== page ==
The New Gasparian
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A journal dedicated to the life and mission of St. Gaspar del Bufalo, and to a life lived in response to the call and the cry of the Most Precious Blood of our Lord and Savior, Jesus Christ. Our on-going mission is to share good news of hope and communion.

Friday, December 05, 2003
Alma Redemptoris

Telephones don't make great microphones, but it is time for Night prayer here, and Peggy has requested that I sing the Alma Redemptoris. When some friends say "jump," the only response can be "how high."

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posted by Fr. Jeffrey Keyes, C.PP.S. on 7:58 PM link
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Prayers at the Creche

Two blog readers, including the friend who gave me the stable and the first figures, have asked that I post pictures of my creche. I will post a few selections with hopes that I am not breaking any copyright laws. The Advent Creche is a prayerful exercise for me. The figures represent many aspects of human life and commerce. As I place these figures in the creche I am reminded that it was in the midst of very ordinary circumstances that the Advent of our God occurred.

Remember that this a progressive creche. Different pieces are added each day. Mary and Joseph will not show up until just before Christmas. The Wise Men won't be put out until Epiphany. The Creche remains until the feast of the Presentation.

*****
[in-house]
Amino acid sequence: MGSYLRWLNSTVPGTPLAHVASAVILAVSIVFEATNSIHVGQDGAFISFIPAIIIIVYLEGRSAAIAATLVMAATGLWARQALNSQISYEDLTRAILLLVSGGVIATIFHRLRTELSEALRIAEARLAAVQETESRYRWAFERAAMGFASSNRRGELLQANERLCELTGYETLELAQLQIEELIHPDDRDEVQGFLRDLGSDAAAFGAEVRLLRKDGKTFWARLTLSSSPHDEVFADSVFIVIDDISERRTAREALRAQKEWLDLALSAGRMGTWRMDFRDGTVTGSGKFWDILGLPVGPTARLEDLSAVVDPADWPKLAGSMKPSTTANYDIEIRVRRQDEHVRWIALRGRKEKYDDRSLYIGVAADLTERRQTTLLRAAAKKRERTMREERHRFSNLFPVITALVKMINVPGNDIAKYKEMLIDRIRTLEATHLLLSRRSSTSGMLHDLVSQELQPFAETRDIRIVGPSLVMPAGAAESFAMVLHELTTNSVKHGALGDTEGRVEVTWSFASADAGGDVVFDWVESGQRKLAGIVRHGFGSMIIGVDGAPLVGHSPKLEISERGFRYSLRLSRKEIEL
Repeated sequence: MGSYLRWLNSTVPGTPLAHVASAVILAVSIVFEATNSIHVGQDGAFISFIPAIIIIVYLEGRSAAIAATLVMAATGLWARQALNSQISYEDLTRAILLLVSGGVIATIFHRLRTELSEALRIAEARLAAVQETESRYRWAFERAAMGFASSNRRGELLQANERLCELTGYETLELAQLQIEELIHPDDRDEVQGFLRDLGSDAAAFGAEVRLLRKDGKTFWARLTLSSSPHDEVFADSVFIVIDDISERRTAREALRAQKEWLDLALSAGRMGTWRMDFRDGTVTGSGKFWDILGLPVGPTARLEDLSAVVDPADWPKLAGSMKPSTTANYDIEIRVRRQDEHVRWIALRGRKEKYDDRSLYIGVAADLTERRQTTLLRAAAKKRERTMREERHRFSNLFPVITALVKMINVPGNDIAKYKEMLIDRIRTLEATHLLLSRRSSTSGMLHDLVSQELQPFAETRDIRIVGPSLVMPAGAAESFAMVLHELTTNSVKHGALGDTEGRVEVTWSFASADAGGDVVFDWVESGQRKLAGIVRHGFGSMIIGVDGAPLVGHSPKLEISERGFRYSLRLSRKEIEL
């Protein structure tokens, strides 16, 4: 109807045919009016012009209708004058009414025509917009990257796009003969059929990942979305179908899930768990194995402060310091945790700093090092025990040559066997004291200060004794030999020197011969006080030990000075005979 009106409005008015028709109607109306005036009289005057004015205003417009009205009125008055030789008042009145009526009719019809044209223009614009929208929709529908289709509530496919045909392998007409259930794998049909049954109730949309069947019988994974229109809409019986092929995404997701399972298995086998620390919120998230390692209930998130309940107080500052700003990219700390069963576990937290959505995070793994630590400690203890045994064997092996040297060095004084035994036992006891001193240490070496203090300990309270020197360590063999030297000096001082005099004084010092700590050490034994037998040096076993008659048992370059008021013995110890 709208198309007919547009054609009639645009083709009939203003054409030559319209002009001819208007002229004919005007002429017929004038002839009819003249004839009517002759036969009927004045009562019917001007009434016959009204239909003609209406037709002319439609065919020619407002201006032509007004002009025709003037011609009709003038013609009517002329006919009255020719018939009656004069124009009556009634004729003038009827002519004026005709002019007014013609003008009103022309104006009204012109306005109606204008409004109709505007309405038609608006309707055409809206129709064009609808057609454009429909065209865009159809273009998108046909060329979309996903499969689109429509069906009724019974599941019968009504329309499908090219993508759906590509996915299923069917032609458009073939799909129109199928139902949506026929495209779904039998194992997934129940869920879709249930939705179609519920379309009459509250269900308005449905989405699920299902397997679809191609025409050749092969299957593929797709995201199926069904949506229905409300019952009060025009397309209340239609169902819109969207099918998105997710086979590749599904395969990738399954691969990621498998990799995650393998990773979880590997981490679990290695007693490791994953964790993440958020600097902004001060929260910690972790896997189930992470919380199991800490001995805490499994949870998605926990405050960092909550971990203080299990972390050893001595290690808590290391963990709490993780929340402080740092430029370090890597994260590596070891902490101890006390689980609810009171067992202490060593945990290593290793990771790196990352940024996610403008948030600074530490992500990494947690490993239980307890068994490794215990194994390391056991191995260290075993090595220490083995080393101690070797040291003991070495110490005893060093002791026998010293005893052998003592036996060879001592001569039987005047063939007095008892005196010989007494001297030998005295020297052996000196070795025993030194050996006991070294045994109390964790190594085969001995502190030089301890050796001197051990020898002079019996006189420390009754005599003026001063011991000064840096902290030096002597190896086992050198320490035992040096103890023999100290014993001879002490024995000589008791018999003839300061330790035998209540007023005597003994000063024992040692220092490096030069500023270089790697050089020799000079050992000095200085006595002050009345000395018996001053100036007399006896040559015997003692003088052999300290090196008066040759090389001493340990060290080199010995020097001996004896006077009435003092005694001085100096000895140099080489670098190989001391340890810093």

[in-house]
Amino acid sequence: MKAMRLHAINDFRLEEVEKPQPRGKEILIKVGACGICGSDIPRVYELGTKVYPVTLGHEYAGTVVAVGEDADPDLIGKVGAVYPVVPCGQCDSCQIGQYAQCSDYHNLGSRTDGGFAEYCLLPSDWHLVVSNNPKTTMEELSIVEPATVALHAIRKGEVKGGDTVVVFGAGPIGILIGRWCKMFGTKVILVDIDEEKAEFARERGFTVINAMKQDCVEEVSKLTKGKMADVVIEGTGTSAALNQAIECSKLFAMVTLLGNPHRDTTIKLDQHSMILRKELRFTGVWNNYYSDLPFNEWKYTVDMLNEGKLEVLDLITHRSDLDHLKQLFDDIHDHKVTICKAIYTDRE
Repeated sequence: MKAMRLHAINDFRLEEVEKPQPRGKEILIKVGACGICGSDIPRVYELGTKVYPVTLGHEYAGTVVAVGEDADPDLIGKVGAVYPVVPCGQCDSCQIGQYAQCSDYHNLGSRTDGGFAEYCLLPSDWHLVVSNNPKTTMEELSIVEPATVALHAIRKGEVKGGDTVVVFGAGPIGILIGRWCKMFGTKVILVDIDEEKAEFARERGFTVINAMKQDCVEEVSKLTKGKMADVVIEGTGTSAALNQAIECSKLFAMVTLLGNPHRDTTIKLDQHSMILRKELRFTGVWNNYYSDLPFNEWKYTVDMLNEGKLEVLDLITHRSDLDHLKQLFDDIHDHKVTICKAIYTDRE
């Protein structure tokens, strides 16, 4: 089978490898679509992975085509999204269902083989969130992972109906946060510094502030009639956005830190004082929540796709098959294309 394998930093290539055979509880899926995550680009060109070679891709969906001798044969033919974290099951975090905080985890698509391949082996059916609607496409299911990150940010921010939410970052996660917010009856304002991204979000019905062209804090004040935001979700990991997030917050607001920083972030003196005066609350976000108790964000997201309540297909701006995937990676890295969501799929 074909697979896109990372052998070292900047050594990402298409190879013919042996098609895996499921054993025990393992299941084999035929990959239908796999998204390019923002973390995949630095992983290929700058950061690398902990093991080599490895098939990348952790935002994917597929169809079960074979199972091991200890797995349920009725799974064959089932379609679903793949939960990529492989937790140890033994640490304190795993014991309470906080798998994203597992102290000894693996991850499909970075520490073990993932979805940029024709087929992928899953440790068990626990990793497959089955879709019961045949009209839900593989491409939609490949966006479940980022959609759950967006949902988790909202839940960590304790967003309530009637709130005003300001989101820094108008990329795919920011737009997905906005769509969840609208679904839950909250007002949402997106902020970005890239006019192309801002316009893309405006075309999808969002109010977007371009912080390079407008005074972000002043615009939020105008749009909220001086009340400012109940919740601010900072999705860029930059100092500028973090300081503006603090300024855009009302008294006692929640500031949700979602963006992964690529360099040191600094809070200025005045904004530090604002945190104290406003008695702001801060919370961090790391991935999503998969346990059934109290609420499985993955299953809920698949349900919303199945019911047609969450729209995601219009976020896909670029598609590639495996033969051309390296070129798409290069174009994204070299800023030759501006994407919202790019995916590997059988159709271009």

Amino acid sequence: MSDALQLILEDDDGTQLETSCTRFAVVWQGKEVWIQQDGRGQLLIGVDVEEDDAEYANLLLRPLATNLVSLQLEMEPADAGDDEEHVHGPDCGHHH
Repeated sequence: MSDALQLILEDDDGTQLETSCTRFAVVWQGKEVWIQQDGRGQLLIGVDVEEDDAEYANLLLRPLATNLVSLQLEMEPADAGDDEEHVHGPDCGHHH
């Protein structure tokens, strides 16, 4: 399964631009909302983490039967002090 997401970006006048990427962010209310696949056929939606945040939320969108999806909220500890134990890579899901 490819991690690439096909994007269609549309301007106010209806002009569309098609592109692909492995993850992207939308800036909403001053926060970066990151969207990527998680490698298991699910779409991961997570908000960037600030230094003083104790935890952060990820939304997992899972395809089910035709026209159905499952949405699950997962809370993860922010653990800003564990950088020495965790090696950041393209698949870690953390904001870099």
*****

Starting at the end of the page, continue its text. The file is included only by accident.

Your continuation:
It was the government's call for a census that framed the experience of Jesus' birth in Bethlehem. Let us pray that as we pay attention to and respond to the actions of the government in our own day we may open our eyes to the silent coming of God to us in the flesh.

In that time the high priest and the teachers guided the people with the Word of God. It was the scribes and the teachers who guided the wise men to Bethlehem. Even though they knew where to look they did not come to worship. These figures remind me as a priest and teacher that I have to respond to the Word of God myself.

Last night the household went out to dinner in honor of the Feast of St. Francis Xavier, our patron. We were accompanied by Sr. Jacinta, CPS (another Precious Blood Congregation), by Sr. Jeanne, ASC (An Adorer of the Blood of Christ), by Fr. Jerry Stack, CPPS (Our General Secretary from Rome) Matt Schaefer, a candidate from Ohio who is in Special Formation, and by the two Glenmary Missioners who live with us. It was a wonderful feast at a famous Greek restaurant here in Chicago. Each day we gather at the table in our dining room for dinner and conversation that sometimes lasts hours. Sometimes it takes a season like this to remind ourselves that in the midst of preparing and sharing meals we also must be open and aware of the Word made flesh who is coming to be our very nourishment for the journey to the kingdom. The figurines below celebrate the normal preparation and sharing of food and wine.